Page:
Behaviour 2019
Bigger is not always better: proportional processing of body size in the green swordtail Xiphophorus helleri
Eleanor M Caves, Laura A Kelley. Centre for Ecology and Conservation, Exeter University, Penryn, Cornwall, United Kingdom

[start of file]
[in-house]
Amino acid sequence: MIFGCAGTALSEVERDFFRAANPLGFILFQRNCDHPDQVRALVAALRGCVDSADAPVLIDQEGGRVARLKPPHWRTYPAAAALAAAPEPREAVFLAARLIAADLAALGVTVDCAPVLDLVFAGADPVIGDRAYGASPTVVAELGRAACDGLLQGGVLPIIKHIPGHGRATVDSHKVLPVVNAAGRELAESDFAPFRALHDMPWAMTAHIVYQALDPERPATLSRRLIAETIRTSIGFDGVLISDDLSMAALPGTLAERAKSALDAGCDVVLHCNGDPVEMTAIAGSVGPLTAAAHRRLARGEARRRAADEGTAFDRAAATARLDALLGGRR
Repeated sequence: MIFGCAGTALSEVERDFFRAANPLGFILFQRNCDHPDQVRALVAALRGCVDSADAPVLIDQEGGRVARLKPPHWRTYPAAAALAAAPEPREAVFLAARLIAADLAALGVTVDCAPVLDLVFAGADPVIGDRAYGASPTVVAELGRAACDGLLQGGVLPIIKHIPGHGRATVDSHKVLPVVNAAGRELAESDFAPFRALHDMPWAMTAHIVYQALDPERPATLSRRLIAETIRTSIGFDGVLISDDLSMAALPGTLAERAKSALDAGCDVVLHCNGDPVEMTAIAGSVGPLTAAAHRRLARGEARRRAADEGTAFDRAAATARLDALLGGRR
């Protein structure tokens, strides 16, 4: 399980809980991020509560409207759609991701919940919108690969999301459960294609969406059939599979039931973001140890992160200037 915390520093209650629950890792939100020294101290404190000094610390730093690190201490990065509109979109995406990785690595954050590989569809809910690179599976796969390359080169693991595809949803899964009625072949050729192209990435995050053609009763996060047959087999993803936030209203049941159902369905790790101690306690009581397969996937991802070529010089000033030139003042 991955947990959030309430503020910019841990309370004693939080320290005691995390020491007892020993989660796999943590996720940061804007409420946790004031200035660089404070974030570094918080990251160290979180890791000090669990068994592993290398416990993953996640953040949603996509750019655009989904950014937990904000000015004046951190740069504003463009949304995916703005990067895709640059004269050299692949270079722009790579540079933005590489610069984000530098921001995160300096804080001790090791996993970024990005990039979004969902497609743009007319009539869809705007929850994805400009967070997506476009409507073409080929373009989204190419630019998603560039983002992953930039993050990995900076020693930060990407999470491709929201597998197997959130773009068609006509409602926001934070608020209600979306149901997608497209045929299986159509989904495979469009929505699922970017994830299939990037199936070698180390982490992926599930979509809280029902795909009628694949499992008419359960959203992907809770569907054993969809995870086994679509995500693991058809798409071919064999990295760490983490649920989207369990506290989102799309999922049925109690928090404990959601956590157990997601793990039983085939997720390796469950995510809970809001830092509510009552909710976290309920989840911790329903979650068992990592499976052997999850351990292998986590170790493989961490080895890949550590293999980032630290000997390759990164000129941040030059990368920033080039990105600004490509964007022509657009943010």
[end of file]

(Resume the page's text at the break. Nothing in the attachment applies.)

During mate choice, females often assess the magnitude (duration, size, etc.) of male signals that vary along a continuum, with signal variation reflecting variation in male quality. It is often implicitly assumed that signal perception is continuous, i.e. that females perceive and respond to each minute difference in signaling traits. However, many sensory systems adhere to Weber’s Law (proportional processing), which states that animals discriminate between stimuli of different magnitudes based on their proportional rather than absolute difference. We used two-choice tests to examine the preferences of female green swordtails, Xiphophorus helleri, for animations of courting males that differed in size, since female X. helleri are known to prefer larger males. We found that proportional difference in size was a significantly better predicter of female association time with the larger male than absolute difference. This is the first demonstration of proportional processing of a visual signal in the context of mate choice, with implications for understanding how receivers act as a selective force on signal elaboration.